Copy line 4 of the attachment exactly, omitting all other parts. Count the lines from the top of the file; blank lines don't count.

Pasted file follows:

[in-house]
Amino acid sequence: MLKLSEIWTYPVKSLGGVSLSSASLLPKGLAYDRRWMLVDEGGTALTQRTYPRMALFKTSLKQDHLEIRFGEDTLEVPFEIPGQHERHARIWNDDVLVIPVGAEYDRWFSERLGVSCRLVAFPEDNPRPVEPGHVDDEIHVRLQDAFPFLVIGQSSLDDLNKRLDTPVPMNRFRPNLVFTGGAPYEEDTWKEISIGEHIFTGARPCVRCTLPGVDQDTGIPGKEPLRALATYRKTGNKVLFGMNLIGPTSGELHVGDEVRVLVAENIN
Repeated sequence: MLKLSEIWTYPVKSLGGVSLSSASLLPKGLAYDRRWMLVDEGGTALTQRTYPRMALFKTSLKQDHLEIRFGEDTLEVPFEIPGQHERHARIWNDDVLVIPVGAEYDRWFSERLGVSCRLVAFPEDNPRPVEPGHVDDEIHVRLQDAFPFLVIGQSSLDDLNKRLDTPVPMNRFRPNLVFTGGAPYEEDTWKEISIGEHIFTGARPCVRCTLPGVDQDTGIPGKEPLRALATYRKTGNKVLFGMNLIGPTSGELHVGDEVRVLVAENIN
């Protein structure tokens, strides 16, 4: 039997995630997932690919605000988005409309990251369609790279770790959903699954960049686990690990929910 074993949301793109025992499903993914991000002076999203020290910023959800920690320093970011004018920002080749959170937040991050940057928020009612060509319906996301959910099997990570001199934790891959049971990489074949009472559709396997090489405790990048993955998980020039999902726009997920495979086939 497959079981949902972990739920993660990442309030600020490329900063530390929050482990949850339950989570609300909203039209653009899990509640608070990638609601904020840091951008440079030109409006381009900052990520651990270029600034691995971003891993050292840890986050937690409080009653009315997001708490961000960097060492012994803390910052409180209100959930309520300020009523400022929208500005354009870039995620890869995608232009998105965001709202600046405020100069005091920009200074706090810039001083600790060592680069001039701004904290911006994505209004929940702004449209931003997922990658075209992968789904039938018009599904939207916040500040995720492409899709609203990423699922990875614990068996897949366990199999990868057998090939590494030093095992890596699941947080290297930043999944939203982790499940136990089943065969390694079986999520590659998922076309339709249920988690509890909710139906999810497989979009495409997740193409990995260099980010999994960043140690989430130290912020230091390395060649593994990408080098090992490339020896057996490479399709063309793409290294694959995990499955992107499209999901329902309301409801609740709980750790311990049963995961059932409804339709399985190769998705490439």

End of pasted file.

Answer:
């Protein structure tokens, strides 16, 4: 039997995630997932690919605000988005409309990251369609790279770790959903699954960049686990690990929910 074993949301793109025992499903993914991000002076999203020290910023959800920690320093970011004018920002080749959170937040991050940057928020009612060509319906996301959910099997990570001199934790891959049971990489074949009472559709396997090489405790990048993955998980020039999902726009997920495979086939 497959079981949902972990739920993660990442309030600020490329900063530390929050482990949850339950989570609300909203039209653009899990509640608070990638609601904020840091951008440079030109409006381009900052990520651990270029600034691995971003891993050292840890986050937690409080009653009315997001708490961000960097060492012994803390910052409180209100959930309520300020009523400022929208500005354009870039995620890869995608232009998105965001709202600046405020100069005091920009200074706090810039001083600790060592680069001039701004904290911006994505209004929940702004449209931003997922990658075209992968789904039938018009599904939207916040500040995720492409899709609203990423699922990875614990068996897949366990199999990868057998090939590494030093095992890596699941947080290297930043999944939203982790499940136990089943065969390694079986999520590659998922076309339709249920988690509890909710139906999810497989979009495409997740193409990995260099980010999994960043140690989430130290912020230091390395060649593994990408080098090992490339020896057996490479399709063309793409290294694959995990499955992107499209999901329902309301409801609740709980750790311990049963995961059932409804339709399985190769998705490439």